Tuesday, 16 May 2017

Grit by Gillian French

I received an advance copy of this book for free. Thanks to HarperCollins and Edelweiss.
Blurb (from Goodreads):
His presence beside me is like heat, like weight, something I’ve carried around on my back too long.
Raw and moving, this contemporary realistic debut novel will leave readers of E. Lockhart and Gayle Forman breathless as it unflinchingly unfolds the tragic secrets being kept in a small, deceptively idyllic Maine town.

Seventeen-year-old Darcy Prentiss has long held the title of “town slut.” She knows how to have a good time, sure, but she isn’t doing anything all the guys haven’t done. But when you’re a girl with a reputation, every little thing that happens seems to keep people whispering—especially when your ex-best friend goes missing.

But if anyone were to look closer at Darcy, they’d realize there’s a lot more going on beneath the surface. Staying out late, hooking up, and telling lies is what Darcy does to forget. Forget about the mysterious disappearance of her friend. Forget about the dark secret she and her cousin Nell share. Forget about that hazy Fourth of July night. So when someone in town anonymously nominates Darcy to be in the running for Bay Festival Princess—a cruel act only someone with a score to settle would make—all of the things that Darcy wants to keep hidden threaten to erupt in ways she wasn’t prepared to handle…and isn’t sure if she can.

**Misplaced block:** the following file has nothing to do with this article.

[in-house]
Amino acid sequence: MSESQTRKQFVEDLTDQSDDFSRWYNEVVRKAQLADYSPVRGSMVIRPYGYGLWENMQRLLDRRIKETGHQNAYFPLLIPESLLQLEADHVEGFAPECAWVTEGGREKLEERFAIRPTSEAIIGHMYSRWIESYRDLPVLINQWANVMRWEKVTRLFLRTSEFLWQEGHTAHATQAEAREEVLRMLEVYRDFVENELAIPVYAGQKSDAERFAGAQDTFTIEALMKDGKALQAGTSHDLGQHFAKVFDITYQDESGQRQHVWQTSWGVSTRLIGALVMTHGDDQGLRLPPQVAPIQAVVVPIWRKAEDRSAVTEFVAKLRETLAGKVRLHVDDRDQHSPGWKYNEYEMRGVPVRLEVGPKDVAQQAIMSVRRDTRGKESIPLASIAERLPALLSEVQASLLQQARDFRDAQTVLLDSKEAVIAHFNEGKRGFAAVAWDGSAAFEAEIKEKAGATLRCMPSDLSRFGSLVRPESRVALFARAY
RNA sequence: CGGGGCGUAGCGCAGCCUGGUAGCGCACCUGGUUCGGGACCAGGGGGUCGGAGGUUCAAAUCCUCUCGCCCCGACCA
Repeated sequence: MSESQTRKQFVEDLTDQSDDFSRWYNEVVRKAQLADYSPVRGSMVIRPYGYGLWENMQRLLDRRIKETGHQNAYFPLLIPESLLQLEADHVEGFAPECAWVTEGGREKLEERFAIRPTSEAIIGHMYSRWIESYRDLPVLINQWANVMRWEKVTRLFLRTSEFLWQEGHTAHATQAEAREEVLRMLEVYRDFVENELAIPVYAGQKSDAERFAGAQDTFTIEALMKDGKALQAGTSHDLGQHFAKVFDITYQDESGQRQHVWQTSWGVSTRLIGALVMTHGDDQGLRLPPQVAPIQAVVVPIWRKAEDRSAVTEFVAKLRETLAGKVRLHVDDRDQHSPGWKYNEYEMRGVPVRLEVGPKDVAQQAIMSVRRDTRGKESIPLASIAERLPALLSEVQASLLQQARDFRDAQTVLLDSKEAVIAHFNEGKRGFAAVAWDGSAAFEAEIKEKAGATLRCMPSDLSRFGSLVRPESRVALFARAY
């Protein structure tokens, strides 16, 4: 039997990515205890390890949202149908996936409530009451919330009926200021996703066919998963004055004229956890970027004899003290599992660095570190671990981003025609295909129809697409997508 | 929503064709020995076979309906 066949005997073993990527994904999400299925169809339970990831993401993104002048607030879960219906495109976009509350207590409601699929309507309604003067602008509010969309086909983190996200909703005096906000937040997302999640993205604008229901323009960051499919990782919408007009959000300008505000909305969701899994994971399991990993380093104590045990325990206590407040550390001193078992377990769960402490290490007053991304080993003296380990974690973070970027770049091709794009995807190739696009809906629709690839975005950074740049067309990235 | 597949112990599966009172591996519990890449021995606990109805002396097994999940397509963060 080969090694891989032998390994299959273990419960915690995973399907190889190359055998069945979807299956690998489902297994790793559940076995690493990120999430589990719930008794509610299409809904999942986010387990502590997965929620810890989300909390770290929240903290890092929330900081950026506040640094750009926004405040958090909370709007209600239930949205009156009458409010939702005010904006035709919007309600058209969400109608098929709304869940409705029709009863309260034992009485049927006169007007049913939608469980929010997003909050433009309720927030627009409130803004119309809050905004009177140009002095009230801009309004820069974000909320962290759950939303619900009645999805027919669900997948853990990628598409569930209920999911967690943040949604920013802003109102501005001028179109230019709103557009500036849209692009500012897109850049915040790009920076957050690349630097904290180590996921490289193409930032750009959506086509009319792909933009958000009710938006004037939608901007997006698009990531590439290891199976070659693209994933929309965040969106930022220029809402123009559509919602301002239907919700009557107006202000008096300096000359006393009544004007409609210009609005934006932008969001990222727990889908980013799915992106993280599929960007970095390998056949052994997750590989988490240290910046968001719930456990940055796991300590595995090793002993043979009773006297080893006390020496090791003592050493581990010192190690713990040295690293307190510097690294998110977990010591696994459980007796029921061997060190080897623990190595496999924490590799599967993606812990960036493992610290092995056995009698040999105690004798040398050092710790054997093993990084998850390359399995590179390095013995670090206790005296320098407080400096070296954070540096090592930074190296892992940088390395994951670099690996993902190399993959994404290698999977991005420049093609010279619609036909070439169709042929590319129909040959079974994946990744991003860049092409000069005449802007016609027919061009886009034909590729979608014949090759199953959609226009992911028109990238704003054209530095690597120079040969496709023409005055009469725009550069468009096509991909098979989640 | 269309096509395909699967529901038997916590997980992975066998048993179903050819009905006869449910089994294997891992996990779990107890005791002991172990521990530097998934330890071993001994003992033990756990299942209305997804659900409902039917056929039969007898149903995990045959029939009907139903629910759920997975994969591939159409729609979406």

Grit by Gillian French

My rating: 3.25 of 5 stars

Grit “We may not have been friends anymore, but Rhiannon was my age, sixteen last summer, and one way or another, she never came home again.”

This was a contemporary story about a girl whose ex-best friend had gone missing the year previously.

Darcy was an okay character, and I thought it was really unfair the slut-shaming she had gone through. Everyone seemed to think that she was sex mad, which wasn’t the case at all, and she even got turned down for a job because of it!

“Sorry, honey pie, this is a family business.”

The storyline in this was about Darcy working picking blueberries over the summer with her sister and cousin, and there was also a storyline about her ex-best friend Rhiannon going missing the previous summer. The mystery in this was very low key though, with a lot more emphasis on Darcy’s day-to-day life, and her reputation than what had really happened to Rhiannon. We did get a bit of romance, and a storyline about Darcy being nominated for Bay Festival Princess, as well as a bit of a competition going on to see who could pick the most blueberries, but it all felt a bit like people picking on Darcy.

“It’s not fair and it isn’t right, but it’s always, always harder on the girl.”

The ending to this tied things up pretty well, and I was pleased that at least part of the mystery was solved.

6.5 out of 10

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